Fort Wilkins – Protecting the Copper Country

Fort Wilkins B&W

During our summer road trip, we spent a day at the tip of the Keewenaw Peninsula, in Copper Harbor. One notable site in Copper Harbor is historic Fort Wilkins. I’ve visited a few forts in my travels from Fort Michilmackinac in Mackinac City  and Fort Zachary Taylor in Key West to Castillo de San Marcus in St. Augustine and there was something about For Wilkins that felt different. There are no stone barricades meant to keep enemies from invading. The buildings of Fort Wilkins look like small houses. This is because this fort was not built for war, but instead to assist the law enforcement in the Keewenaw. When copper was discovered in the upper peninsula, it was anticipated to bring lawlessness and chaos like the gold rush in California, but the miners that came were well behaved. When The Mexican American War broke out, the soldiers moved down to Texas and the fort was abandoned. After the Civil War, it was reoccupied to serve as a place for soldiers to serve out the rest of their enlistment. In 1923, the fort and nearby lighthouse became a Michigan State Park.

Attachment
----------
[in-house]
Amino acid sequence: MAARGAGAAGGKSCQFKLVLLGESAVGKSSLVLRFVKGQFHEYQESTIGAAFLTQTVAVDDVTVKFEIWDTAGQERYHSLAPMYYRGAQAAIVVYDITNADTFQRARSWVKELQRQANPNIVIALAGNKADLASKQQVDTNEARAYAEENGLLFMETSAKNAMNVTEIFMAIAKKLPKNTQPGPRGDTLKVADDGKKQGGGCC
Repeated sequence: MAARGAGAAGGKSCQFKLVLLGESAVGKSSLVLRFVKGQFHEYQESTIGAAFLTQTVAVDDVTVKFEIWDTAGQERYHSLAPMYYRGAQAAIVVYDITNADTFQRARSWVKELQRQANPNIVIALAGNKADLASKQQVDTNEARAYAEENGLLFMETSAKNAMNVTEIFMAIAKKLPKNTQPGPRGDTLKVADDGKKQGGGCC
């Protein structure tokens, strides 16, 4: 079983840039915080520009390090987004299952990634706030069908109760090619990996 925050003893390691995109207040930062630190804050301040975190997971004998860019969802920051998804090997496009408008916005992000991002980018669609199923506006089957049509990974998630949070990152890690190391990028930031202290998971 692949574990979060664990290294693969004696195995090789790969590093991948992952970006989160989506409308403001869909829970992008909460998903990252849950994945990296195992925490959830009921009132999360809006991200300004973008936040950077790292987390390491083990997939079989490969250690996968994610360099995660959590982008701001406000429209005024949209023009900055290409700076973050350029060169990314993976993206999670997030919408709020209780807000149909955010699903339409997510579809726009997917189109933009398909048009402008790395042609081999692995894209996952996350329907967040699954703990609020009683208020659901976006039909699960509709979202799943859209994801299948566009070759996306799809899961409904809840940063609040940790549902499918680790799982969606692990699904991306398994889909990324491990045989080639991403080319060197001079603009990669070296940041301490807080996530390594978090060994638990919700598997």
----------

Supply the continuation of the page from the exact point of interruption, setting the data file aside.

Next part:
About the Photo:
With this photo, I was trying to go for an old-timey postcard feel.  This is a single RAW exposure, edited in Lightroom. I tried a bunch of different presets and none of them really did was I was trying to do, so I converted it to black and white and then did color and contrast adjustments until I got the photo you see above.

Camera Gear:
Nikon D3100 with 18-55mm kit lens, handheld

Date Taken:
June 28, 2016

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